In the last five games, Carlos Boozer is averaging 23.2 points, 12 rebounds and is shooting 53 percent from the field.
Of course, everyone knew he was capable of posting these numbers. He's made all-star and Olympic teams during his career. But this is a significant step up from his season scoring average of 15.2 points.
"I think he's playing his best basketball," center Joakim Noah said Tuesday. "He feels very comfortable out there. We kind of understand where he wants the ball.
"I think we're playing very unselfish basketball right now. Whoever's open is getting the ball. I think that's a sign of good things for this team. Booz is just killing it in the paint right now, so we're just giving him as many touches as possible."
Coach Tom Thibodeau didn't have a great explanation for why Boozer's production is up recently. But he did stand by the often-maligned power forward.
"He's played very well for us," Thibodeau said. 'I don't think he's gotten he credit he deserves. When you look at him, at the end of every season, how he measures up to other power forwards, he's always at the top.
"He's gotten more opportunities right now because people are searching him out and that's what the defense is telling us is open."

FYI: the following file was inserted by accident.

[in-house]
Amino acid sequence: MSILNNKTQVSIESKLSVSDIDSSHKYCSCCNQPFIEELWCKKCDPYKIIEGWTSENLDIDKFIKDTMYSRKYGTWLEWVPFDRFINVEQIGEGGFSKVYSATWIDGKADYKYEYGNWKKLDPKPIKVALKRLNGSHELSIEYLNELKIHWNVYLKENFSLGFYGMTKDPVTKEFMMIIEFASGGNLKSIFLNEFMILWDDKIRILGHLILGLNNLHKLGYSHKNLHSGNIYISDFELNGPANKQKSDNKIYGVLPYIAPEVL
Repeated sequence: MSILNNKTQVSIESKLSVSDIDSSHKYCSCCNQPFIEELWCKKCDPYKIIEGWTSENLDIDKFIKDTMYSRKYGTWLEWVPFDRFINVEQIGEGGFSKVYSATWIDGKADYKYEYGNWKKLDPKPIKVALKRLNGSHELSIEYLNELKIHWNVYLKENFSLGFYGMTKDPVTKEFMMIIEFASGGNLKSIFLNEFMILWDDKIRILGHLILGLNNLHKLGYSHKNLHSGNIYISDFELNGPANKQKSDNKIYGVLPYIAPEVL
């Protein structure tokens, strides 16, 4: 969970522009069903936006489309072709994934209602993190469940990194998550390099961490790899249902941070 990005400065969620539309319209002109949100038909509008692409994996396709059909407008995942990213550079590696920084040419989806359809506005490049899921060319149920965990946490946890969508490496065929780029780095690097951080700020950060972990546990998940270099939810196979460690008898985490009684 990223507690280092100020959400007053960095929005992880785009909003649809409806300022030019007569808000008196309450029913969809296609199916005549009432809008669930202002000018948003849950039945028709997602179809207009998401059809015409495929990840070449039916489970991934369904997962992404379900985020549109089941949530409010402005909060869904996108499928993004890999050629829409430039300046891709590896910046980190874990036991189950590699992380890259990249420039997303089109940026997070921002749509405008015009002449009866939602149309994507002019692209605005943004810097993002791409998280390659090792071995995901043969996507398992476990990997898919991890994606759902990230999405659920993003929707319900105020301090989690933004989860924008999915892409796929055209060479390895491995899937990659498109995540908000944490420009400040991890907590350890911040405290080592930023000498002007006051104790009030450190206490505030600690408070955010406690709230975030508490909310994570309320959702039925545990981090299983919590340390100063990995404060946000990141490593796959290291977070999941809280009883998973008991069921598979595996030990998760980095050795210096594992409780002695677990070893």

Skiles not a hater:
As he left the Milwaukee Bucks in the midst of his fifth season as head coach, Scott Skiles wanted to clear up one report.
Speaking to the Milwaukee Journal Sentinel, Skiles said a Twitter suggestion that he hated his team was "an absolute lie."
"There's always the normal coach-player friction that goes on," Skiles said. "This is, as NBA teams go, this is a good group of guys."
Milwaukee general manager John Hammond, a Zion-Benton High School graduate, had nothing bad to say about Skiles after the exit became official.
"He's in his fifth year and that's a fairly long run in the NBA," Hammond said in the Journal Sentinel. "This is a very tough business. We can start talking in clichés if we want and say the team isn't hearing the voice or the message isn't getting across.
"We can surmise things like that but I'd like to say I enjoyed my time working with Scott. He did an excellent job for us and we appreciate who he is and his time he had here and wish him nothing but the very best."
Thibs sees future coaches:
Scott Skiles isn't the only future head coach to play under Tom Thibodeau. At the end of Skiles' career, he worked with Thibodeau in Philadelphia with head coach John Lucas.
"It's interesting, because I had an opportunity to coach Avery (Johnson). I coached Vinny (Del Negro)," Thibodeau said. "So all three guys, you could see when they were playing, they would be good coaches. They studied the game, they gave everything they had each and every day. When you looked at them, you said, 'They have the right characteristics.'"
Thibodeau was then asked if any current Bulls are good coaching candidates. He smiled, scanned the gym and gave a response.
"We have a few guys I think would make really good coaches," he said. "At this point, usually early on in a career, no one wants to coach. They're smart."
Hinrich out again:
Guard Kirk Hinrich sat out Tuesday's practice because of a gash on his right elbow, which happened in the third quarter of Monday's win over Cleveland. His status for the Milwaukee game is unclear.